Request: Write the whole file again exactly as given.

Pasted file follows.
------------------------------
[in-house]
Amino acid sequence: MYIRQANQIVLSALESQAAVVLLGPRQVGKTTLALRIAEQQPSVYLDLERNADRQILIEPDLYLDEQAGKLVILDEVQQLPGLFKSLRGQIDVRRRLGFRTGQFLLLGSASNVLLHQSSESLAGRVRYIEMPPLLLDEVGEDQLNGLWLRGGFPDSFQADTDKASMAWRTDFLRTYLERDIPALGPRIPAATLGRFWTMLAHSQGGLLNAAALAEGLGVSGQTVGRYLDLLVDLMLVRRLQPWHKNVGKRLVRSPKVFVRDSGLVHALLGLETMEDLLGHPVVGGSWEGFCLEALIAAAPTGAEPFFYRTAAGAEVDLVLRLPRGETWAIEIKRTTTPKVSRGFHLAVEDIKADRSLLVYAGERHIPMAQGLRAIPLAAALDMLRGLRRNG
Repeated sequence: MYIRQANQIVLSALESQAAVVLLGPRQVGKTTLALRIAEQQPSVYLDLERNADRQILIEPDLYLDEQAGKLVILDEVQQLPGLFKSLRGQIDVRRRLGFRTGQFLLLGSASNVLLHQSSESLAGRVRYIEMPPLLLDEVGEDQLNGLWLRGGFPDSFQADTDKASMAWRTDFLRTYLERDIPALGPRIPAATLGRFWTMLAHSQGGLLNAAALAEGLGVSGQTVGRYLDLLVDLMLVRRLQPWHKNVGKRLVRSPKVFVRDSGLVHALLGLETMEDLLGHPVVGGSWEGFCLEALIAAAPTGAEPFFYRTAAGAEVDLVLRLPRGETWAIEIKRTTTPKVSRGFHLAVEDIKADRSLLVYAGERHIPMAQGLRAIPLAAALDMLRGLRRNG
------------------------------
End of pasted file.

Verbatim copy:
[in-house]
Amino acid sequence: MYIRQANQIVLSALESQAAVVLLGPRQVGKTTLALRIAEQQPSVYLDLERNADRQILIEPDLYLDEQAGKLVILDEVQQLPGLFKSLRGQIDVRRRLGFRTGQFLLLGSASNVLLHQSSESLAGRVRYIEMPPLLLDEVGEDQLNGLWLRGGFPDSFQADTDKASMAWRTDFLRTYLERDIPALGPRIPAATLGRFWTMLAHSQGGLLNAAALAEGLGVSGQTVGRYLDLLVDLMLVRRLQPWHKNVGKRLVRSPKVFVRDSGLVHALLGLETMEDLLGHPVVGGSWEGFCLEALIAAAPTGAEPFFYRTAAGAEVDLVLRLPRGETWAIEIKRTTTPKVSRGFHLAVEDIKADRSLLVYAGERHIPMAQGLRAIPLAAALDMLRGLRRNG
Repeated sequence: MYIRQANQIVLSALESQAAVVLLGPRQVGKTTLALRIAEQQPSVYLDLERNADRQILIEPDLYLDEQAGKLVILDEVQQLPGLFKSLRGQIDVRRRLGFRTGQFLLLGSASNVLLHQSSESLAGRVRYIEMPPLLLDEVGEDQLNGLWLRGGFPDSFQADTDKASMAWRTDFLRTYLERDIPALGPRIPAATLGRFWTMLAHSQGGLLNAAALAEGLGVSGQTVGRYLDLLVDLMLVRRLQPWHKNVGKRLVRSPKVFVRDSGLVHALLGLETMEDLLGHPVVGGSWEGFCLEALIAAAPTGAEPFFYRTAAGAEVDLVLRLPRGETWAIEIKRTTTPKVSRGFHLAVEDIKADRSLLVYAGERHIPMAQGLRAIPLAAALDMLRGLRRNG